With car sales in the US and China locked in a precipitous slowdown that is only expected to worsen, GM on Monday is expected to announce the closure of one of its Canadian plants as the company hopes to move more production to Mexico and (hopefully) bolster its lagging shares, Reuters reported. The company’s plant in Oshawa, Ontario – the plant in question – produces slow-selling Chevrolet Impala and Cadillac XTS sedans, while also completing final assembly of the better-selling Chevy Silverado and Sierra pickup trucks, which are shipped from Indiana.
The outcry from the union and local officials is already causing political pressure on GM to mount after the carmaker accepted billions of dollars in subsidies from the Canadian and US governments after filing for bankruptcy nearly a decade ago. But the company must weigh these considerations against the demands of Wall Street analysts, who believe that GM has too many plants in North America. Signaling the start of the carmaker’s latest cost-cutting initiative, the company said on Oct. 31 that about 18,000 of its 50,000 salaried employees in North America would soon be eligible for buyouts.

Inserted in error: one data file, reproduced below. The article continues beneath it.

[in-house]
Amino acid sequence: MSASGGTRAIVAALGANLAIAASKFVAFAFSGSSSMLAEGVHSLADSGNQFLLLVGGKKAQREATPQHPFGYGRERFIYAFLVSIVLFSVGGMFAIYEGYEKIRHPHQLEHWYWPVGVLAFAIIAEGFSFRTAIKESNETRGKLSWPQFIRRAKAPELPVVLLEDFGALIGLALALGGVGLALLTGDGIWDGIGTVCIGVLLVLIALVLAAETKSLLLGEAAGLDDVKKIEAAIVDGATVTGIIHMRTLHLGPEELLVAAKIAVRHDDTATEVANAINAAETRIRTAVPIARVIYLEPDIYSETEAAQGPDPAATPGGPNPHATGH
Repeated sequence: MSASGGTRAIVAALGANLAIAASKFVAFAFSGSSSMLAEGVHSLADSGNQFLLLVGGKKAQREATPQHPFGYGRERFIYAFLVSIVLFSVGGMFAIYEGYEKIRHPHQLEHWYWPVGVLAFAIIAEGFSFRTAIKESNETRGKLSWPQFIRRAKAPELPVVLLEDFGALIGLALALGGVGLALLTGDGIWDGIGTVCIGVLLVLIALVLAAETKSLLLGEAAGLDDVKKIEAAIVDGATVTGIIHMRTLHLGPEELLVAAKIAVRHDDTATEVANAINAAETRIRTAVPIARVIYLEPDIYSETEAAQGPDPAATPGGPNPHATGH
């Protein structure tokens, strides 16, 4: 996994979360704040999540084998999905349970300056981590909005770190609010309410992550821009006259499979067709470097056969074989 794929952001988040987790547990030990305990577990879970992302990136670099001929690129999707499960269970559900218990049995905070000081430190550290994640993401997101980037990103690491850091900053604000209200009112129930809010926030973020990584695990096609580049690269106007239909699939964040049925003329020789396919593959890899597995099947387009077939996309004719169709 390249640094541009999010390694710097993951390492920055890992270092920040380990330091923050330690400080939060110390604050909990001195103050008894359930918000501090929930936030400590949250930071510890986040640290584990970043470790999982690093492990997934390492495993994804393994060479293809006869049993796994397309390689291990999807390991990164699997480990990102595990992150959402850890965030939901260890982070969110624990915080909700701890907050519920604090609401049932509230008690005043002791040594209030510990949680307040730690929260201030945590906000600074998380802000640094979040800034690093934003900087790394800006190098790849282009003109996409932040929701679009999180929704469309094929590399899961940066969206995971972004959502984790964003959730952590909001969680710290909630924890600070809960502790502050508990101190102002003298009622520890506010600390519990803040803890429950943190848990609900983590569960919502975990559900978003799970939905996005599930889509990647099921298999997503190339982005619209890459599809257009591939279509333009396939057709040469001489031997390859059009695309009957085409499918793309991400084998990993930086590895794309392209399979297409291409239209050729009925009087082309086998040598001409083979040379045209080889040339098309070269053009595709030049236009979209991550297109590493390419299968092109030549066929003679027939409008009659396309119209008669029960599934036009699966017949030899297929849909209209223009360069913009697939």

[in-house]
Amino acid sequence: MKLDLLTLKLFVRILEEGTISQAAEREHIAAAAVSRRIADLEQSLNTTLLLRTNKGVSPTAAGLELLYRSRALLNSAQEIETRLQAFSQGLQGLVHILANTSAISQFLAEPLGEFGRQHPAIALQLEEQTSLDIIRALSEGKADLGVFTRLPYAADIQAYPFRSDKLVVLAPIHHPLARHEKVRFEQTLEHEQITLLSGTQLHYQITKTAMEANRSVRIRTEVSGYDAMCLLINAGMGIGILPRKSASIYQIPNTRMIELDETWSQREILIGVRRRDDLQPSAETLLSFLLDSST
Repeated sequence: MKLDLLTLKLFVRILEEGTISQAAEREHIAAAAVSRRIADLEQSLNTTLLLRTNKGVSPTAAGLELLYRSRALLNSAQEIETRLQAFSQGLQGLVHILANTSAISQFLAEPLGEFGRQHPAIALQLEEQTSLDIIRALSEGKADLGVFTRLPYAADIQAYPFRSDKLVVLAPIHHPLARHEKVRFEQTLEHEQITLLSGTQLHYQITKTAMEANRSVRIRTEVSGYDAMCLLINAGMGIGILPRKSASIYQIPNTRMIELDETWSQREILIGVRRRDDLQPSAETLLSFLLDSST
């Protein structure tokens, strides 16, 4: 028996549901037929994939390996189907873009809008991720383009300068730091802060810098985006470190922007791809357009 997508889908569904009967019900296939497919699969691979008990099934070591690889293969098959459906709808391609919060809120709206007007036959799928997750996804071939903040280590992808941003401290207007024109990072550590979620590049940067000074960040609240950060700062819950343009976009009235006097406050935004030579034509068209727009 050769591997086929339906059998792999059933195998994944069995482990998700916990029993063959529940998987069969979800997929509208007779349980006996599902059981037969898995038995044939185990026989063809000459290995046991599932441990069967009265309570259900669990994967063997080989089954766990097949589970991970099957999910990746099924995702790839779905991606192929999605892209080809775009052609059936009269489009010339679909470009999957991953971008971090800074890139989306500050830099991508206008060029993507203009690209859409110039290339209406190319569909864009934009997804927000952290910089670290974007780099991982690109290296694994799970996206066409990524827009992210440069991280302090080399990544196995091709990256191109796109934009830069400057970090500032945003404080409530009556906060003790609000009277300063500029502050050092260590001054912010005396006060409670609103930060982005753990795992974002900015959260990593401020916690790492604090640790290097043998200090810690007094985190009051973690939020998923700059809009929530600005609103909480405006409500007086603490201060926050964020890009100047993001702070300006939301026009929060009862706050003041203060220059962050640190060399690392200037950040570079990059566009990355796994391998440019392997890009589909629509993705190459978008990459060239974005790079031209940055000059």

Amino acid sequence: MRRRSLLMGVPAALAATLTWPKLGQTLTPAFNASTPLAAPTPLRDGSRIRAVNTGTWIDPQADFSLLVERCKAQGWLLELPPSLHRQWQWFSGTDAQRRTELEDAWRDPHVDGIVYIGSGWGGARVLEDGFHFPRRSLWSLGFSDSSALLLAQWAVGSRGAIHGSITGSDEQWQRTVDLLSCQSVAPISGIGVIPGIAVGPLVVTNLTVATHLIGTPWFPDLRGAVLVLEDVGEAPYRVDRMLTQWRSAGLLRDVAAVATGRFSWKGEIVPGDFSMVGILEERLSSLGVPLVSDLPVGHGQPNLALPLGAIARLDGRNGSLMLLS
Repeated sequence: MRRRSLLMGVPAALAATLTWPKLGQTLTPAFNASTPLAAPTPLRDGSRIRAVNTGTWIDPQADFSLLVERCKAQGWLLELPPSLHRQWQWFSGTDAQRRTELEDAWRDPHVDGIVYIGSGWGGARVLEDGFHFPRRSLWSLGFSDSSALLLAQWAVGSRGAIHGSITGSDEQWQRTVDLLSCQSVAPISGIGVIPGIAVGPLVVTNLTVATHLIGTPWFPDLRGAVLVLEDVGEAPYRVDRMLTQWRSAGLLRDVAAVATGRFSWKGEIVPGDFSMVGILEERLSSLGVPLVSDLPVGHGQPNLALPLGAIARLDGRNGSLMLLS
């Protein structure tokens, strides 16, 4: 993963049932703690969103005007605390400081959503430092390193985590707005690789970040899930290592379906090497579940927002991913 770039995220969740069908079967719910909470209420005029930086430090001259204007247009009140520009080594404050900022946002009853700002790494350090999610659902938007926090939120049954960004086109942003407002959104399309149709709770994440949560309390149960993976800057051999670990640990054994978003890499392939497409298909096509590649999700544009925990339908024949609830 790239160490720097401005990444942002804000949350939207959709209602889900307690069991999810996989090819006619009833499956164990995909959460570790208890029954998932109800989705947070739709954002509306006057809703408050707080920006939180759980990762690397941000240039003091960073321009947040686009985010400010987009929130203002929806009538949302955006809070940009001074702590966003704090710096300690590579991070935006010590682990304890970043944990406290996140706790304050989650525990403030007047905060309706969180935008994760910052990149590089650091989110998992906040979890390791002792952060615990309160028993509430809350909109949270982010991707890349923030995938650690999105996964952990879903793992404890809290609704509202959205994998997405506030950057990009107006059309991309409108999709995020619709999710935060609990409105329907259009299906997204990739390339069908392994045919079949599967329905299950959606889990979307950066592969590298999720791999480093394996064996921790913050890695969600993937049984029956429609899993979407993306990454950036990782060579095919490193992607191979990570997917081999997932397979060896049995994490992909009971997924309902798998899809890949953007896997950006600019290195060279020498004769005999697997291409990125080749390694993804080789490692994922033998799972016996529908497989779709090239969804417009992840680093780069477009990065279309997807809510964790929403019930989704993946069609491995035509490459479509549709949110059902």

Two sources told Bloomberg that the announcement of the plant’s closure is expected on Monday.
The closure is not unexpected. In a message to employees last month, GM CEO Mary Barra cited the stagnant share price as a reason for tougher restructuring measures.
Unifor, the Canadian autoworkers union that represents the plant’s employees, told Bloomberg that it has been told there is no car production planned at the factory beyond next year, raising the prospect of talks to preserve jobs. Unifor National President Jerry Dias said back in April that the Oshawa complex had been slated for closure in June of this year. But he added that one top GM Canada executive had vowed that it wouldn’t close on his watch.
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